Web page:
The first step in the process – developing Insight (I) for the coachee – should take as long as is useful. It may take several conversations and should only be progressed to the next stage if and when the coachee finds it useful. It is not uncommon in a peer coaching relationship for a coachee to end the process after Insight and take that insight and any subsequent action outside of the coaching relationship.

Therefore, of all the competencies to be developed from this framework, developing Insight is the one to focus on developing first.


Establish that all parties present are about enter into a peer coaching conversation that is bounded by confidentiality and where everyone listens with fascination and maintains curiosity without judgement or providing answers. Use language that works for you – it doesn’t need to be formal. Some examples:

“Hey Kerry - could we have a chat at some stage with you wearing your “peer coaching hat” for me? I have a few things that I would really appreciate kicking around."

“Hi everyone, my name is Ross and I would like to confirm that this conversation is a coaching conversation where we are all equals, we maintain objectivity, we support each other to find their own truths and hold everything said within this conversation confidential. Can I check we are all on the same page?”

"Hi Ross. Thanks for making the time for a coaching conversation. I have something I would appreciate your insight into but would like to ask where you would like to start.”

Develop Insight

During this stage, the person(s) in the role of coach listens to the coachee for everything both said and unsaid and asks curious and clarifying questions to help the coachee develop insight into the challenge they are facing.

Sometimes the coach will have an opinion on or answer for the coachee and it can be very tempting to provide that solution. Many of us are experienced leaders who have highly developed trouble-shooting skills, but a coaching conversation is not the place to use them. Instead encourage the coachee to examine their thinking, their biases, the emotions and their responses to the challenge that they are bringing to the conversation.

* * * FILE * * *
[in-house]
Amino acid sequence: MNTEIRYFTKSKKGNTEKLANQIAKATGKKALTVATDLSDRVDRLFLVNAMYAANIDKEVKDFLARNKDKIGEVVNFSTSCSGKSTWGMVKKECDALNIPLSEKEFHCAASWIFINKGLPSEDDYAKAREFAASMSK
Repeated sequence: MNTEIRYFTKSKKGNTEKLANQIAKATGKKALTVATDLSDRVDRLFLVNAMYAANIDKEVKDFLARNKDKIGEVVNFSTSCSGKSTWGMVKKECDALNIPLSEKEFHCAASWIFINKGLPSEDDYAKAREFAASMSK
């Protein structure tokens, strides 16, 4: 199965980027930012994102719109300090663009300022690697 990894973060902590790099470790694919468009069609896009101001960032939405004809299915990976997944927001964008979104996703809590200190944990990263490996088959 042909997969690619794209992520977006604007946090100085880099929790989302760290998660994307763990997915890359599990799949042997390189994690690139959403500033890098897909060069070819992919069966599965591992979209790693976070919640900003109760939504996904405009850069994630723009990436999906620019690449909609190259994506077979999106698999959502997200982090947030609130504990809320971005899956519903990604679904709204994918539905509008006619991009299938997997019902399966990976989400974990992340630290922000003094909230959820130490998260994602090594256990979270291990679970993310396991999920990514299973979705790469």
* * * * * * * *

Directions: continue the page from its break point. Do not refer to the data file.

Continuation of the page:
The two skills to develop in tandem here are listening and questioning.

Video example

Watch this video clip for an example of how to listen and question well, and to see an example of when that doesn’t happen.

Using reflective questions

Here are some useful reflective questions for a peer coaching situation:

  • What is the impact on your work?
  • What is the impact on your team?
  • What is the impact on your other work relationships?
  • What might you want to do more of/less of?
  • What might you wish you could understand more about?
  • What has worked well for you in the past when faced with a similar situation?
  • If you could change one thing about this all what would it be? Why?
  • What do you need right now?
  • What would success look like for this situation?
  • What is working well?
  • If everything worked out perfectly what would you see in the next 6 months (or whatever timeframe is relevant)
  • May I feed back what I think I have heard?

And that's micro-learning 2, done!

Reflect on micro-learning 2 throughout the next day before you move on to micro-learning 3 for peer coaching.